The evidence further shows that there was a dereliction on the part of the signal corps stationed on Sullivan's Island on this occasion; that is, no signal officer or man was at his post to read the signals from Fort Sumter in time.
Please communicate the substance of this communication to those whom it may concern.
Respectfully, your obedient servant,
Chief of Staff.
Numbers 6. Report of Brigadier General T. L. Clingman, C. S. Army, commanding on Sullivan's Island.
SULLIVAN'S ISLAND, S. C., August 31,1 863.
CAPTAIN: I inclose to you the report of Colonel Butler and others in relation to the firing into the steamer Sumter by the batteries on this island.
I must say, in addition, that this steamer appeared in the channel to be approaching Fort Sumter just as the monitors had done on the morning of the 23rd and 26th instant, and in the darkness could not be distinguished from the enemy's ships. The shoal on which she grounded and sunk was on precisely the same line between Fort Moultrie and Battery Gregg as that on which the enemy's monitors grounded, as stated in my report of the occurrences of the 23rd. In fact, at one time that morning, three of the enemy's monitors were on this line, but all nearer than the Sumter was to us.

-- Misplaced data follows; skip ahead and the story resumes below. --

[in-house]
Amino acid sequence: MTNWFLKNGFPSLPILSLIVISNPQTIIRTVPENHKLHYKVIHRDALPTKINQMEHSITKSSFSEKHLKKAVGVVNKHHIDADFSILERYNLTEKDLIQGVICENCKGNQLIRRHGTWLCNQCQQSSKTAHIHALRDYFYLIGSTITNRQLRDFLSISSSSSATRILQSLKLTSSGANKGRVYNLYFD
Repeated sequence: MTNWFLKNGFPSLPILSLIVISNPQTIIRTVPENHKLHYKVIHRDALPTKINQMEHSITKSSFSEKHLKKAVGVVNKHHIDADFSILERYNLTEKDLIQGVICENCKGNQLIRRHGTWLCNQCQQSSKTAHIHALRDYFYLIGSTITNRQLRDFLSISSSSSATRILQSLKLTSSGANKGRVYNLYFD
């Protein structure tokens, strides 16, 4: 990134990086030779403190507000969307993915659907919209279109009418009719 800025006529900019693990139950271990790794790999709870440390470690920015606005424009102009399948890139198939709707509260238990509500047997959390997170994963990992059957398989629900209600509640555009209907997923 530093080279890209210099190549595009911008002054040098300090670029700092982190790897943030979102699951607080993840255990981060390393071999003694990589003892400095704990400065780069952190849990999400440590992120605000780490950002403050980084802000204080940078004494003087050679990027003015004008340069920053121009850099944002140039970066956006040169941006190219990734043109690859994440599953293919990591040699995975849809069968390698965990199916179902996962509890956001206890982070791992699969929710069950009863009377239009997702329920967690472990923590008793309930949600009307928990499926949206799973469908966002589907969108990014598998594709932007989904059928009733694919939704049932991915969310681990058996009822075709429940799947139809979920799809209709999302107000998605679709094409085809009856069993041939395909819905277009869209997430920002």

I cannot see that our artillerists were in any respect to blame in the matter. Had the captain of the boat detained her until he had sent a dispatch to this island, such a disaster would have been prevented. To guard against such occurrences in future, I would respectfully repeat what has heretofore been suggested, that a small boat or two from the harbor be stationed opposite Cumming's Point, to give notice of the approach of the enemy's vessels by rockets, or other signals, and thus enable our artillerists to know when to fire. In this mode we might have earlier notice of the approach of the enemy's monitors, and also avoid such unfortunate occurrences in future.
Very respectfully, &c.,
T. L. CLINGMAN,
Captain W. F. NANCE,
Numbers 7. Reports of Colonel William Butler, First South Carolina [Regular] Infantry, commanding artillery.
HEADQUARTERS ARTILLERY, Sullivan's Island, August 31, 1863.
SIR: I have but little to add to the reports of the battery commanders in reference to the occurrence last night, which resulted in